Newsted’s departure and St. Anger (2001–2005)
As plans were being made to enter the recording studio, Newsted left the band on January 17, 2001. His statement revealed his departure was based on “private and personal reasons, and the physical damage I have done to myself over the years while playing the music that I love.” During a Playboy interview with Metallica, Newsted revealed intentions he wanted to release an album with his side project, Echobrain. Hetfield was against the idea and said, “When someone does a side project, it takes away from the strength of Metallica” and a side project is “like cheating on your wife in a way”. Newsted countered his statement by saying Hetfield recorded vocals for a song in the film South Park: Bigger, Longer & Uncut, and appears on two Corrosion of Conformity albums. Hetfield replied, “My name isn’t on those records. And I’m not out trying to sell them”, and pondered questions such as, “Where would it end? Does he start touring with it? Does he sell shirts? Is it his band?”
In April 2001, filmmakers Joe Berlinger and Bruce Sinofsky began following Metallica to document the recording process of the next studio album. Over two years, more than 1,000 hours of footage was recorded.
On July 19, 2001, before preparations to enter the recording studio, Hetfield entered rehab due to “alcoholism and other addictions”. All recording plans were put on hiatus and the band’s future was in doubt. However, when Hetfield returned on December 4, 2001, the band returned to the recording studio and Hetfield was required to work four hours a day, noon to 4 PM, and spend the rest of his time with his family. The footage recorded by Berlinger and Sinofsky was compiled into the documentary, Some Kind of Monster, which premiered at the Sundance film festival. In the documentary, Newsted described his former bandmates’ decision to hire a therapist to help solve their problems which they could have solved on their own as “really fucking lame and weak”.
Metallica held auditions for Newsted’s permanent replacement in early 2003, after St Anger ‘s completion, for which Bob Rock recorded bass. Bassists that auditioned included Pepper Keenan, Jeordie White, Scott Reeder, Eric Avery, Danny Lohner, and Chris Wyse. Following three months of auditions, Robert Trujillo, formerly of Suicidal Tendencies and Ozzy Osbourne’s band, was chosen as the new bassist. As Metallica moved on, Newsted joined Canadian thrash metal band Voivod in 2002, and was Trujillo’s replacement in Osbourne’s band during the 2003 Ozzfest tour, which included Voivod as part of the touring bill.
In June 2003, Metallica’s eighth studio album, St. Anger, debuted at number one on the Billboard 200, and drew mixed reaction from critics. Ulrich’s “steely” sounding snare drum, and the absence of guitar solos received particular criticism. Kevin Forest Moreau of Shakingthrough.net commented that “the guitars stumble in a monotone of mid-level, processed rattle; the drums don’t propel as much as struggle to disguise an all-too-turgid pace; and the rage is both unfocused and leavened with too much narcissistic navel-gazing”, and Brent DiCrescenzo of Pitchfork Media described it as “an utter mess”. However, Blender magazine called it the “grimiest and grimmest of the band’s Bob Rock productions”, and New York Magazine called it “utterly raw and rocking”. The title track, “St. Anger”, won the Grammy Award for Best Metal Performance in 2004, and was used as the official theme song for WWE’s SummerSlam 2003.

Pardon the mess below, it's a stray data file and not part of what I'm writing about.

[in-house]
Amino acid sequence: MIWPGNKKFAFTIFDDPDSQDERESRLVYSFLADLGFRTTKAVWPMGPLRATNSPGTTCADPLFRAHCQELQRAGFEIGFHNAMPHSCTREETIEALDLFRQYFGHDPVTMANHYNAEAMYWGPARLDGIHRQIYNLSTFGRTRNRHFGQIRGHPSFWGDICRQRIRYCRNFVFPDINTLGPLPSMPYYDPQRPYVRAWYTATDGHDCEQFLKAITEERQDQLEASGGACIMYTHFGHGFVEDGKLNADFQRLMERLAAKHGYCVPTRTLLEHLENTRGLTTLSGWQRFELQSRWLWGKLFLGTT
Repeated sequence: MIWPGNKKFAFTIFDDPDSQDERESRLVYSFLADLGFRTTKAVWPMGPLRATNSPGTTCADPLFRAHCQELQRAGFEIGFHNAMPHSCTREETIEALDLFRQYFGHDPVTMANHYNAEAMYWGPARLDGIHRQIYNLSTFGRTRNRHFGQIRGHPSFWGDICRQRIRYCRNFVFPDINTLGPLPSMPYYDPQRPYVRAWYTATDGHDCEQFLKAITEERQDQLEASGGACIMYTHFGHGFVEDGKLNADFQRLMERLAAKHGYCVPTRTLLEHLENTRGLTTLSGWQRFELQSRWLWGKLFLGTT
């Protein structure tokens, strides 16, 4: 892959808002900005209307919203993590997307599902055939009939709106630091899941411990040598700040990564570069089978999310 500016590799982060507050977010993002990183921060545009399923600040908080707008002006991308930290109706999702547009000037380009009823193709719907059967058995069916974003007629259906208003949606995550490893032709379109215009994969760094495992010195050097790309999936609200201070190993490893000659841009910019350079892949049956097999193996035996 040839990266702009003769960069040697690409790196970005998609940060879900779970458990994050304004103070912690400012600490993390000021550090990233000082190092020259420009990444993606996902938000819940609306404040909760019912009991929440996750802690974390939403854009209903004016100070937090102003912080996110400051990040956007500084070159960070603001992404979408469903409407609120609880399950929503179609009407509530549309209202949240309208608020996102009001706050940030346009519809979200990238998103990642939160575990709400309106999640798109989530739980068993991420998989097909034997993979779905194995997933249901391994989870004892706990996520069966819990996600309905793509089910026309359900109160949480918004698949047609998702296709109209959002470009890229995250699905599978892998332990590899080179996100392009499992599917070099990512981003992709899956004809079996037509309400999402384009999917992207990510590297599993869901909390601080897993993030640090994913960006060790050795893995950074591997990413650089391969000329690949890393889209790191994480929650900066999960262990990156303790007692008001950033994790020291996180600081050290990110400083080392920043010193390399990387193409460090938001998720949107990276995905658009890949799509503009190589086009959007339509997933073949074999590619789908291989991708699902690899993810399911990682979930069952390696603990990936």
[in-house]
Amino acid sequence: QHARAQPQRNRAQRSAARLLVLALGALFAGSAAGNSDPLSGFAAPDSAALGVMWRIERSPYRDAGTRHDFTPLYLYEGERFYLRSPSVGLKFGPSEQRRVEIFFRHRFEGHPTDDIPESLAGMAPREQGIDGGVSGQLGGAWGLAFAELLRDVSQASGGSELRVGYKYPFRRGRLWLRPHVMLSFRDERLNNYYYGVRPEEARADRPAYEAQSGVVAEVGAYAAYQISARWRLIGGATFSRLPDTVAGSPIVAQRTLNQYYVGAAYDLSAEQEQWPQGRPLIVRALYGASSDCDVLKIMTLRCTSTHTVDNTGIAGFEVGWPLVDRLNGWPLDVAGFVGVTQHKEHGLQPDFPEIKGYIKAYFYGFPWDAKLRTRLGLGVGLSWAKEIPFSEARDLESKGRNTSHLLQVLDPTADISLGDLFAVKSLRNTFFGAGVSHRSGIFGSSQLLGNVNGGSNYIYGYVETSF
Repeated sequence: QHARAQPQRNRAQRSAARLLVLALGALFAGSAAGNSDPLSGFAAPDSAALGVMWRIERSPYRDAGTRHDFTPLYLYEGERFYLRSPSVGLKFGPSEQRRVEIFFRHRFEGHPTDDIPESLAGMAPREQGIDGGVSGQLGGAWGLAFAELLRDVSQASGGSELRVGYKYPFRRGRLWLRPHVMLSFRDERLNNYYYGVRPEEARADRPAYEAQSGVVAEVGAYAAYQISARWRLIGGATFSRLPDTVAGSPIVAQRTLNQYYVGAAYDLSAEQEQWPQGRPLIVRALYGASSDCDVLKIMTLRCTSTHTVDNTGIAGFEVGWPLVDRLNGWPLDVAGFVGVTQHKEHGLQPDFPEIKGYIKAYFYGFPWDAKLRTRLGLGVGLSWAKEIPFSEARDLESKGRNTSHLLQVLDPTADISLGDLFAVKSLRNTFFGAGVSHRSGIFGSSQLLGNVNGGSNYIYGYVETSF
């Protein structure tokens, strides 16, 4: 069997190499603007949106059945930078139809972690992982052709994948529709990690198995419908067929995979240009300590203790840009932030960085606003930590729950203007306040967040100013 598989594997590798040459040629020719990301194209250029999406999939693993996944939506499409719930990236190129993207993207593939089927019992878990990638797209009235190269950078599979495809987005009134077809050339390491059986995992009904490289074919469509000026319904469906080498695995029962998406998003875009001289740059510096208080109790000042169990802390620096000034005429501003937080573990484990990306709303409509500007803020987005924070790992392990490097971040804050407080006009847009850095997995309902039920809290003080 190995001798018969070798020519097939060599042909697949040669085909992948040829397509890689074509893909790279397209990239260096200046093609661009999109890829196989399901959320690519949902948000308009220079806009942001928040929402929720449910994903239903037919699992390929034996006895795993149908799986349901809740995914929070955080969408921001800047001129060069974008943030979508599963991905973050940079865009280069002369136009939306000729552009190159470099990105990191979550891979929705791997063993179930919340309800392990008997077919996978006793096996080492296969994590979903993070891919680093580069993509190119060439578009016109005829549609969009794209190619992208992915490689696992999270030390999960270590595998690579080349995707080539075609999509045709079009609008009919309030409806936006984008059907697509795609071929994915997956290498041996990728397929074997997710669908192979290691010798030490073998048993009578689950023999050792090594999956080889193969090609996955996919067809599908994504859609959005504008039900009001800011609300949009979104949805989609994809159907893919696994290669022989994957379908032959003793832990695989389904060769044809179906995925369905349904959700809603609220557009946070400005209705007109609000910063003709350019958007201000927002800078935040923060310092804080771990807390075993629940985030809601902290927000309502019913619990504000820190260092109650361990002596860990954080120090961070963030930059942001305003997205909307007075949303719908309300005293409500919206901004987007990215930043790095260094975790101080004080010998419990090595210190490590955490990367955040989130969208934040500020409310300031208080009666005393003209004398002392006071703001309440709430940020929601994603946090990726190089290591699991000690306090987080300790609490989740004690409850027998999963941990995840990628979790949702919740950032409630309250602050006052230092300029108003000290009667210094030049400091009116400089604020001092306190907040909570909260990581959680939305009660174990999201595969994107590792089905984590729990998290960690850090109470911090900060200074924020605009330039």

Before the band’s set at the 2004 Download Festival in England, Ulrich was rushed to hospital with a mysterious illness, and was unable to perform. Hetfield searched for volunteers at the last minute to replace Ulrich. Slayer drummer Dave Lombardo, and Slipknot drummer Joey Jordison volunteered. Lombardo performed the songs “Battery” and “The Four Horsemen”, Ulrich’s drum technician Flemming Larsen performed “Fade to Black”, with Jordison performing the remainder of the set. Having toured for two years in support of St. Anger on the Summer Sanitarium Tour 2003 and the Madly in Anger with the World tour, with multi-platinum rockers Godsmack in support, Metallica took a break from performing and spent most of 2005 with friends and family. However, for two shows on November 13, 2005, and November 15, 2005, Metallica opened for The Rolling Stones at AT&T Park in San Francisco.
Death Magnetic (2006 onward)
In December 2006, Metallica released a DVD containing all the music videos from 1989 to 2004. The DVD, titled The Videos 1989–2004, sold 28,000 copies in its first week, and entered the Billboard Top Videos chart at number three. Metallica recorded a cover of Ennio Morricone’s “The Ecstasy of Gold” for a tribute album titled We All Love Ennio Morricone, released in February 2007. The cover received a Grammy nomination at the 50th Grammy Awards for the category “Best Rock Instrumental Performance”. A recording of “The Ecstasy of Gold” has been played as the introduction for Metallica performances since the 1980s. However, this new version features the band itself performing the piece, giving a new guitar-based interpretation to the music.